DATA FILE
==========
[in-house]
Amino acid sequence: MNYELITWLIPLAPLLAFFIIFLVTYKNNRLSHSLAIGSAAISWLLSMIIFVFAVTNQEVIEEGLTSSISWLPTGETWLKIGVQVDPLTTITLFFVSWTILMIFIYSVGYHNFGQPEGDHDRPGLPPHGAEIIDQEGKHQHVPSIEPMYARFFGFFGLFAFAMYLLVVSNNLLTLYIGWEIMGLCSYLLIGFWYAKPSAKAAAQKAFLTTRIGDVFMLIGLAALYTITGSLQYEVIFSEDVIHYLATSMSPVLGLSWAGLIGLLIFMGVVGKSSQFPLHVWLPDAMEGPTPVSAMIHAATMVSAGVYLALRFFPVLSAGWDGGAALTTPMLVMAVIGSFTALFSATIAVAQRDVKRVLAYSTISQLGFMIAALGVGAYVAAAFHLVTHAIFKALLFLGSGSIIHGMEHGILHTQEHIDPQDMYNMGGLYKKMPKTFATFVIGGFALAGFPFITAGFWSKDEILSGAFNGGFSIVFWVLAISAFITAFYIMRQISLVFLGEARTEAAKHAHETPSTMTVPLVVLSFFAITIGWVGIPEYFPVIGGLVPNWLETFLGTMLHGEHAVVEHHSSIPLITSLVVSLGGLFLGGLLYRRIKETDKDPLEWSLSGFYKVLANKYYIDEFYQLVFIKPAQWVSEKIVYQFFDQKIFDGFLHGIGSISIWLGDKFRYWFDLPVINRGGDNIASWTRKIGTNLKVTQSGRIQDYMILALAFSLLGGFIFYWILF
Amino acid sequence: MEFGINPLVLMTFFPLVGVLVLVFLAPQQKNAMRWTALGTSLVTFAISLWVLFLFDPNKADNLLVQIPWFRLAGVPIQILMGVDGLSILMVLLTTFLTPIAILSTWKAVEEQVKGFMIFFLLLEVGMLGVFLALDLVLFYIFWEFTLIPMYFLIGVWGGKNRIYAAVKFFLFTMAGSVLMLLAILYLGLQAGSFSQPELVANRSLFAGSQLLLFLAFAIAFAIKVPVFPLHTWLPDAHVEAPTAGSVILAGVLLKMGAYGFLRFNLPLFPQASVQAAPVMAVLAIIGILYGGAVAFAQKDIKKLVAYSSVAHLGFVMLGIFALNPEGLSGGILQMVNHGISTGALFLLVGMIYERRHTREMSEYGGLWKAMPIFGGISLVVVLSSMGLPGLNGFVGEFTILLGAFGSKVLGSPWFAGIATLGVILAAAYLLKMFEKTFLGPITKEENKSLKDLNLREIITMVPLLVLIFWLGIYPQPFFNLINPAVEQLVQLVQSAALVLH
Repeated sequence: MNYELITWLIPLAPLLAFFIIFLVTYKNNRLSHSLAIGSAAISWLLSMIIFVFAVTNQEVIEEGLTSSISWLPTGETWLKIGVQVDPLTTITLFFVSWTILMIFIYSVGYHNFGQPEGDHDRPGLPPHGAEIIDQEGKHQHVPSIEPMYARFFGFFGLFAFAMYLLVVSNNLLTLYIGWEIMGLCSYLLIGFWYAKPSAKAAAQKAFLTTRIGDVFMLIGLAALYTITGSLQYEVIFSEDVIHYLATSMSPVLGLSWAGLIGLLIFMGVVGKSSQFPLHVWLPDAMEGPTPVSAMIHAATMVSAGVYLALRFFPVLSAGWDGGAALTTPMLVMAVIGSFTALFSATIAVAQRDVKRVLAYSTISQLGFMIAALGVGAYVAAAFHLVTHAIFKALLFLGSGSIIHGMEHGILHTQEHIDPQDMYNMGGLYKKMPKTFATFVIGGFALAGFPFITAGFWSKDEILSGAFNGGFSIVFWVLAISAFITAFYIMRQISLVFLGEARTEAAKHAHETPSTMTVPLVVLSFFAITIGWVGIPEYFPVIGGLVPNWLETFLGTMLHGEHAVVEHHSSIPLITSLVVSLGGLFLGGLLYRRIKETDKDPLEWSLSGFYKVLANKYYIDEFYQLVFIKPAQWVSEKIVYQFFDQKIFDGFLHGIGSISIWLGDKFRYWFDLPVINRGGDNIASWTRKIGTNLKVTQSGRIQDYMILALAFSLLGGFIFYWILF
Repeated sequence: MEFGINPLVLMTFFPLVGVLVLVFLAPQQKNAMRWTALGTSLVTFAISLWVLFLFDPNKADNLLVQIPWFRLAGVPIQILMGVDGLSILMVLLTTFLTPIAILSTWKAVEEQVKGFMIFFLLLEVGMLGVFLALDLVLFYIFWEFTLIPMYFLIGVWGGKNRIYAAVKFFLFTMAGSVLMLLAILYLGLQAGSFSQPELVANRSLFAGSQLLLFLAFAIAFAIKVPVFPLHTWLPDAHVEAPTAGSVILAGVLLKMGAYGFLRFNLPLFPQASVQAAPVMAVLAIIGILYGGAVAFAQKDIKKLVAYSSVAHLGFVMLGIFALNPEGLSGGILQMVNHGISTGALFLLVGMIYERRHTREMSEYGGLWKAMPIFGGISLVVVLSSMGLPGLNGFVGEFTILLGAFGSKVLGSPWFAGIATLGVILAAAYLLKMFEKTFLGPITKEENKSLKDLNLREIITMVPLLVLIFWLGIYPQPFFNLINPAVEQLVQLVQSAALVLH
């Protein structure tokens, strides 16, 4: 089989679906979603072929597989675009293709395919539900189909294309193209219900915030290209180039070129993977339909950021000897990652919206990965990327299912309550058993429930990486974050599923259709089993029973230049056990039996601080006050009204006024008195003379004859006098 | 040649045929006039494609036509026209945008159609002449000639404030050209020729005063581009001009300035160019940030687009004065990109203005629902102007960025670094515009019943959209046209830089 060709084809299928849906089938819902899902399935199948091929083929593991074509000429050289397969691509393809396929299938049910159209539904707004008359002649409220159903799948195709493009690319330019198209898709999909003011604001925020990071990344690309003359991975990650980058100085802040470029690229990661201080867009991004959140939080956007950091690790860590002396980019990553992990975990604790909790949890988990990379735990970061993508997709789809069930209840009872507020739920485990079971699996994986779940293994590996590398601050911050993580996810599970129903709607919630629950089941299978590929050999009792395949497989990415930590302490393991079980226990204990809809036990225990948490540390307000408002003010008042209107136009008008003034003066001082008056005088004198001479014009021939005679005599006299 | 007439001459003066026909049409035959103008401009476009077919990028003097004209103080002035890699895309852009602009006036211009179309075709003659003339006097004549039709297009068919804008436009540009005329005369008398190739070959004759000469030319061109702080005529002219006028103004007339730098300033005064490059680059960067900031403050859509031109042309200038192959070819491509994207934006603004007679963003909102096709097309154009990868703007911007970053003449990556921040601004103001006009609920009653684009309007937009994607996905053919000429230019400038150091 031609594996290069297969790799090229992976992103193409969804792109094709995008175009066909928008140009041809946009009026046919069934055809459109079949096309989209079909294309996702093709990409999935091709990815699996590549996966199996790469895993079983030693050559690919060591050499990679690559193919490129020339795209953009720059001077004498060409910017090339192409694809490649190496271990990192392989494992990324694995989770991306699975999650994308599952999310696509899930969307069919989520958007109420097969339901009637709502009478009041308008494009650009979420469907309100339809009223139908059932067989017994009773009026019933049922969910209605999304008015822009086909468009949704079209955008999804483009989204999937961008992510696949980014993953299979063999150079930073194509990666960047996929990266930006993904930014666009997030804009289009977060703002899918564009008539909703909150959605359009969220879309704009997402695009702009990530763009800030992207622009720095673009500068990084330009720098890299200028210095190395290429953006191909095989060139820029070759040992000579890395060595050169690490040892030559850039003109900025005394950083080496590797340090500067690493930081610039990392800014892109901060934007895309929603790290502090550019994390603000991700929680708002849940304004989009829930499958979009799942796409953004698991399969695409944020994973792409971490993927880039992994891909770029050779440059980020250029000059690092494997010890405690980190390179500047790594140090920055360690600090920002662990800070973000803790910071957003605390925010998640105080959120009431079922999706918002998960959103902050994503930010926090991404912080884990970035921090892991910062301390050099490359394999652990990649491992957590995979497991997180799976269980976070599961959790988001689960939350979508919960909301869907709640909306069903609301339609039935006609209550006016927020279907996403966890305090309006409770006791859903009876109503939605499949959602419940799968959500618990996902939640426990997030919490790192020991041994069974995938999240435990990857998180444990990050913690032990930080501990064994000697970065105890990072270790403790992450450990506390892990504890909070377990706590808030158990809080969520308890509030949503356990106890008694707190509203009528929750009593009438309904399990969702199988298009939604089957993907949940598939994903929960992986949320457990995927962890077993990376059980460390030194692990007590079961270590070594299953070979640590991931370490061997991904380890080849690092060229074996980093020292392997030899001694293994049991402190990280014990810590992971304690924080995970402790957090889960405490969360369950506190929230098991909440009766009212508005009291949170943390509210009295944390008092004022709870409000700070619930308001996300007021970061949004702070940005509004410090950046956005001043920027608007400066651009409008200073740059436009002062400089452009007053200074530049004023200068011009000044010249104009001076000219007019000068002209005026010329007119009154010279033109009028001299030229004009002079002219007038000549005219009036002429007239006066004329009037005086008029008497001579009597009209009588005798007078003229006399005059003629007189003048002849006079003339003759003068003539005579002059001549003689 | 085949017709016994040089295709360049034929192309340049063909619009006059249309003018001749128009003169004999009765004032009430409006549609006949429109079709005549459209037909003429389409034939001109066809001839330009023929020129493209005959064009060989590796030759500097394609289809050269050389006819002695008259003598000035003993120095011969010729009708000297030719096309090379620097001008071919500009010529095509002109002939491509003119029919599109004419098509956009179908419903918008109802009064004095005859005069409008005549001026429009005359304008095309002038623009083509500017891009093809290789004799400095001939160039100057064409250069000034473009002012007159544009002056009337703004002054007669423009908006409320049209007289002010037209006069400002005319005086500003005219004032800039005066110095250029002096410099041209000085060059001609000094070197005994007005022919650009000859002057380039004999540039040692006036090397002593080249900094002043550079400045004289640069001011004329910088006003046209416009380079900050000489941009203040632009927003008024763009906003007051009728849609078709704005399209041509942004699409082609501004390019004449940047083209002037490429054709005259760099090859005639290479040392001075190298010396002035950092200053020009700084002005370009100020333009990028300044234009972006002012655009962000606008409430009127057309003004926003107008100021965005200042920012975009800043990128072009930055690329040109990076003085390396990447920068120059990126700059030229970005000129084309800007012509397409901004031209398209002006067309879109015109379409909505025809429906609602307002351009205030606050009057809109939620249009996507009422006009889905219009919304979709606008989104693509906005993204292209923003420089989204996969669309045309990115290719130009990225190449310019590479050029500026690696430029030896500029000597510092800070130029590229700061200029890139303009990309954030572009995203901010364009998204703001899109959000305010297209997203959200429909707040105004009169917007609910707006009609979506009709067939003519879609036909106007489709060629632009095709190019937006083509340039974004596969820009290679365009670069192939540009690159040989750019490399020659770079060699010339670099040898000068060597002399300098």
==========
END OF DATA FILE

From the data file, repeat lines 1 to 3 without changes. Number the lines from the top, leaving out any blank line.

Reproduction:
[in-house]
Amino acid sequence: MNYELITWLIPLAPLLAFFIIFLVTYKNNRLSHSLAIGSAAISWLLSMIIFVFAVTNQEVIEEGLTSSISWLPTGETWLKIGVQVDPLTTITLFFVSWTILMIFIYSVGYHNFGQPEGDHDRPGLPPHGAEIIDQEGKHQHVPSIEPMYARFFGFFGLFAFAMYLLVVSNNLLTLYIGWEIMGLCSYLLIGFWYAKPSAKAAAQKAFLTTRIGDVFMLIGLAALYTITGSLQYEVIFSEDVIHYLATSMSPVLGLSWAGLIGLLIFMGVVGKSSQFPLHVWLPDAMEGPTPVSAMIHAATMVSAGVYLALRFFPVLSAGWDGGAALTTPMLVMAVIGSFTALFSATIAVAQRDVKRVLAYSTISQLGFMIAALGVGAYVAAAFHLVTHAIFKALLFLGSGSIIHGMEHGILHTQEHIDPQDMYNMGGLYKKMPKTFATFVIGGFALAGFPFITAGFWSKDEILSGAFNGGFSIVFWVLAISAFITAFYIMRQISLVFLGEARTEAAKHAHETPSTMTVPLVVLSFFAITIGWVGIPEYFPVIGGLVPNWLETFLGTMLHGEHAVVEHHSSIPLITSLVVSLGGLFLGGLLYRRIKETDKDPLEWSLSGFYKVLANKYYIDEFYQLVFIKPAQWVSEKIVYQFFDQKIFDGFLHGIGSISIWLGDKFRYWFDLPVINRGGDNIASWTRKIGTNLKVTQSGRIQDYMILALAFSLLGGFIFYWILF
Amino acid sequence: MEFGINPLVLMTFFPLVGVLVLVFLAPQQKNAMRWTALGTSLVTFAISLWVLFLFDPNKADNLLVQIPWFRLAGVPIQILMGVDGLSILMVLLTTFLTPIAILSTWKAVEEQVKGFMIFFLLLEVGMLGVFLALDLVLFYIFWEFTLIPMYFLIGVWGGKNRIYAAVKFFLFTMAGSVLMLLAILYLGLQAGSFSQPELVANRSLFAGSQLLLFLAFAIAFAIKVPVFPLHTWLPDAHVEAPTAGSVILAGVLLKMGAYGFLRFNLPLFPQASVQAAPVMAVLAIIGILYGGAVAFAQKDIKKLVAYSSVAHLGFVMLGIFALNPEGLSGGILQMVNHGISTGALFLLVGMIYERRHTREMSEYGGLWKAMPIFGGISLVVVLSSMGLPGLNGFVGEFTILLGAFGSKVLGSPWFAGIATLGVILAAAYLLKMFEKTFLGPITKEENKSLKDLNLREIITMVPLLVLIFWLGIYPQPFFNLINPAVEQLVQLVQSAALVLH